Firstly, I took a walk. A very long walk. In my favourite place. Cable Beach! Just in time for sunset…

Then I went home, poured over some photos and was reminded of all the reasons why I should have the biggest smile on my face.That did me the power of good…

So many reasons in fact, there were too many to record…but here’s a start…

Resplendent Rambutan


I was one of the lucky few to make it on the guest list for the soft opening of Cable Beach Club Resort and Spa’s fabulous new Rambutan restaurant.

Ever since I heard about it from food and beverage manager Troy Dalton, I was counting down the days until I could feast my eyes (and tastebuds) on the establishment.

Rambutan is the latest jewel in Cable Beach Club’s culinary crown following the closure of its popular Thai Pearl restaurant.

Taken from the name of a native Malaysian fruit, Rambutan embraces the best of Thai Pearl’s legacy – vibrant south east Asian cuisine with broader influences to reflect Malaysia’s diverse culture.

It had been a while since the hubby and I had enjoyed a date night so we put our glad rags on to make the most of the occasion.

We took our seats beneath tropical palms, overlooking the glistening pool changing from ocean blue to indigo and emerald green as we perused the menu.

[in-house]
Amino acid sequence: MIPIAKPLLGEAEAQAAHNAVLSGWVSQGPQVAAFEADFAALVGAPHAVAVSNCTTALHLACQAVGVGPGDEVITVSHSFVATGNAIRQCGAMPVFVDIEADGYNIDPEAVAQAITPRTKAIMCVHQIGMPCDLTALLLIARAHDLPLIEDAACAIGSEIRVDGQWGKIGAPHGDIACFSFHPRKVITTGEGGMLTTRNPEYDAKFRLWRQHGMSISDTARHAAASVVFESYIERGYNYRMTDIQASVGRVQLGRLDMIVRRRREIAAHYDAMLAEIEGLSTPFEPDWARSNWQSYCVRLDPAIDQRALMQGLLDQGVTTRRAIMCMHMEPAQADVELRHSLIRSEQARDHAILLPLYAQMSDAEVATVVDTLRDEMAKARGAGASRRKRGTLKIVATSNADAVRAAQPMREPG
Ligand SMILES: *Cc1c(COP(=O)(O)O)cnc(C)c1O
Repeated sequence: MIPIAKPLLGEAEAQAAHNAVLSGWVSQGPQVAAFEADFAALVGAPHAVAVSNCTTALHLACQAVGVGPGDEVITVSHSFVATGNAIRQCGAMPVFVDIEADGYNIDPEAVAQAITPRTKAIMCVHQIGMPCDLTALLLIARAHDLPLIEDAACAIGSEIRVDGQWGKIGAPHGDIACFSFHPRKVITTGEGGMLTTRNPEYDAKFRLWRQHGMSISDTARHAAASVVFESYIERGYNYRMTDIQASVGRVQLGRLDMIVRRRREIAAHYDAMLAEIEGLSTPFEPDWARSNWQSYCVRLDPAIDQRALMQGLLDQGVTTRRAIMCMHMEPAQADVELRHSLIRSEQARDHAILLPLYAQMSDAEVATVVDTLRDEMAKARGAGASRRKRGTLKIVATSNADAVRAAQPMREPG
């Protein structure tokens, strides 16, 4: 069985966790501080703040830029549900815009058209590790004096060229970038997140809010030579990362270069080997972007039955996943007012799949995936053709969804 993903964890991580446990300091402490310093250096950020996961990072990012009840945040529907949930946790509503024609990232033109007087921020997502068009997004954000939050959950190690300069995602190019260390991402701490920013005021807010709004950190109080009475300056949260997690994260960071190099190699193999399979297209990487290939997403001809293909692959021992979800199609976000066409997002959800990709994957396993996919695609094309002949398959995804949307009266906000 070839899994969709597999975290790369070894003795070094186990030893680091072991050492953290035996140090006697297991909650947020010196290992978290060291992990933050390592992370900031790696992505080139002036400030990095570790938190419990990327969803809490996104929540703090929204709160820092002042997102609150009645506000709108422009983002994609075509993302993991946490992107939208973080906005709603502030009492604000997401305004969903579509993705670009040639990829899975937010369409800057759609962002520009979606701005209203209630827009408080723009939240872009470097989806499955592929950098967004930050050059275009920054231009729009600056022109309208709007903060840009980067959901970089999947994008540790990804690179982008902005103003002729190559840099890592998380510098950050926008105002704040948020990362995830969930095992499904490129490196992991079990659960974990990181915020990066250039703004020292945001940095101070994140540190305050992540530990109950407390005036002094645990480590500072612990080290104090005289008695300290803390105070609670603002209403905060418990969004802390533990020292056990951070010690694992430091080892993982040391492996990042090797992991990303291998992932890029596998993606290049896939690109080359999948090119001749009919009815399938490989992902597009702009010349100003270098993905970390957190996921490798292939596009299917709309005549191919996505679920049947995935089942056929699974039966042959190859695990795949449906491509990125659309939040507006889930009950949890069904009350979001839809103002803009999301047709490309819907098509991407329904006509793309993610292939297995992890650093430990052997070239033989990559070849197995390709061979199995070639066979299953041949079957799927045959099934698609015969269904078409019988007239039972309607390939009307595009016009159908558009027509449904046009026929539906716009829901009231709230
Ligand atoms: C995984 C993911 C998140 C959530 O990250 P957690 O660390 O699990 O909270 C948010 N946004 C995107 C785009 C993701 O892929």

image image

Choices included a selection of light, spicy, aromatic and savoury dishes to cater for all moods and palates.

For my main, I opted for udang galah masak lemak cili padi (slipper lobster in yellow curry with turmeric, chilli, coconut and lemongrass), while Chris tried kapitan ayam (nyonya chicken curry with chillies, lemongrass and galangal).





The presentation was truly a feast for the eyes…generous portions of tender chicken and succulent lobster meat enveloped in fragrant spices crowned with shards of red chilli and fresh green herbs.

We ordered a side of rice which was more than enough for both of us.

I’m not always able to finish every bite of my meal but on this occasion, I did.

The dish was everything I had hoped for – a balance of fresh, zingy, spicy flavours with a creamy coconutty sauce to complement the lobster. I would definitely opt for this again.





But of course, the story doesn’t end there. After savouring my first delicious bite of Rambutan, I’m hungry for more and can’t wait to go back and delve further into my gastronomic journey of south east Asian cuisine.


I packed my bags and left Broome behind last Saturday afternoon.

Don’t get me wrong, I’ve not grown weary of the place at all, but I found myself escaping the lunchtime humidity and red-stained landscape to new, unfamiliar horizons.

I chowed my way through oodles of noodles at Singapore’s spectacular food festival, tiptoed through the glistening Great Temple in Abu Simbel, marvelled at the hauntingly ethereal spectacles of Scandinavia’s Northern Lights,  witnessed the ancient serpent slither down El Castillo Pyramid and tangoed through the streets of Buenos Aires.

All in the space of a few hours…

OK, so it might have all been a figment of my imagination but it wasn’t a bad way to pass the time.